Adolescence is a critical period of brain development that is particularly vulnerable to the harmful effects of alcohol use. Heavy drinking during adolescence can lead to changes in the structure and function of the brain that persist into adulthood.
In this article, we review the findings from a recent study by Juntunen et al. (2023) that examined the association between cortical thickness and cortical activity in young adults who had a history of heavy drinking since adolescence.
Cortical thickness is a measure of the thickness of the outer layer of the brain, called the cerebral cortex, which is responsible for many cognitive functions such as memory, attention, language, and reasoning. Cortical activity is a measure of the electrical activity of the neurons in the cortex, which reflects the communication between different brain regions.
Cortical activity can be measured using transcranial magnetic stimulation (TMS) and electroencephalography (EEG). TMS is a technique that uses magnetic pulses to stimulate specific areas of the brain, while EEG records the brain’s response to the stimulation.
Juntunen et al. (2023) conducted a follow-up study of 26 young adults who had a history of heavy drinking since adolescence, and 21 young adults who consumed little or no alcohol at all. The study participants were followed for 10 years, from the age of 13–18 until around the age of 25.
The researchers measured cortical thickness from magnetic resonance images (MRI) of the brain, and cortical activity from TMS-EEG recordings. They focused on a specific component of the cortical response called the N45 potential, which reflects the balance between inhibitory and excitatory neurotransmission in the cortex. Inhibitory neurotransmission is mediated by gamma-aminobutyric acid (GABA), while excitatory neurotransmission is mediated by glutamate.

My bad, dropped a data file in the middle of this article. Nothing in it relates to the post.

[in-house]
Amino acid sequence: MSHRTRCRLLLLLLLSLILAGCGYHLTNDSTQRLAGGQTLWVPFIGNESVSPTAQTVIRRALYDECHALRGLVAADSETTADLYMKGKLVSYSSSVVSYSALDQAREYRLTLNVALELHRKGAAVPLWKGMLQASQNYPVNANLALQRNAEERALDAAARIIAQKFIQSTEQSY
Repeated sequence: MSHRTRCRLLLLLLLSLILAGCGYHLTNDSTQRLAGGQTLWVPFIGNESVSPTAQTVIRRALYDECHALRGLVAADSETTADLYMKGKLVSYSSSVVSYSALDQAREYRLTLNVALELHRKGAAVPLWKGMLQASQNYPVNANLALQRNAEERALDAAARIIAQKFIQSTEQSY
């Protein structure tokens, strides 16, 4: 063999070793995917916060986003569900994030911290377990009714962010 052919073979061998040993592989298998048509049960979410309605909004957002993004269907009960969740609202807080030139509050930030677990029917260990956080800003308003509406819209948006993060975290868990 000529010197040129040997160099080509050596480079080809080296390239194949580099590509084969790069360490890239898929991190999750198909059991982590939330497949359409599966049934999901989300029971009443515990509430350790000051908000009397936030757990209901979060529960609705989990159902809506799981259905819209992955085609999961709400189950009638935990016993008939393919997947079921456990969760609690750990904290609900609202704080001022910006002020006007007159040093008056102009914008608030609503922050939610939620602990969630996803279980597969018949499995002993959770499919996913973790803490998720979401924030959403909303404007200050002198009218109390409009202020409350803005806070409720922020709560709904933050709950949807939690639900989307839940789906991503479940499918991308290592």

The results showed that young adults who had a history of heavy drinking since adolescence had lower cortical thickness in several regions of the brain, especially in the frontal and parietal lobes, compared to young adults who consumed little or no alcohol at all. Moreover, young adults who had a history of heavy drinking since adolescence had higher N45 potentials, indicating greater inhibitory neurotransmission, especially in the frontal lobe, compared to young adults who consumed little or no alcohol at all.
Furthermore, lower cortical thickness was associated with higher N45 potentials in certain brain regions, suggesting that cortical thinning and altered neurotransmission are correlated in young adults who had a history of heavy drinking since adolescence.
These findings provide evidence that adolescent drinking is associated with cortical thinning and altered neurotransmission in young adults, which may have implications for their cognitive functioning and mental health. However, more research is needed to understand the causal mechanisms underlying these associations, and whether they are reversible or not.
The study also has some limitations, such as the small sample size, the lack of information on other factors that may influence brain development (such as genetics, nutrition, stress, etc.), and the use of self-reported alcohol consumption data.
In conclusion, Juntunen et al. (2023) have conducted a novel study that sheds light on the effects of adolescent drinking on brain development in young adulthood.
Their findings suggest that heavy drinking during adolescence can lead to cortical thinning and altered neurotransmission in young adults, which may affect their cognitive and emotional functioning.
These findings highlight the importance of preventing and reducing alcohol use among adolescents, as well as providing support and treatment for young adults who have a history of heavy drinking since adolescence.
Juntunen A., Määttä S., Könönen M., Kallioniemi E., Niskanen E., Kaarre O., Kivimäki P., Vanninen R., Tolmunen T., Ferreri F., Kekkonen V. (2023). Cortical thickness is inversely associated with transcranial magnetic stimulation-evoked N45 potential among young adults whose heavy drinking began in adolescence. Alcohol: Clinical and Experimental Research . DOI: 10.1111/acer.15119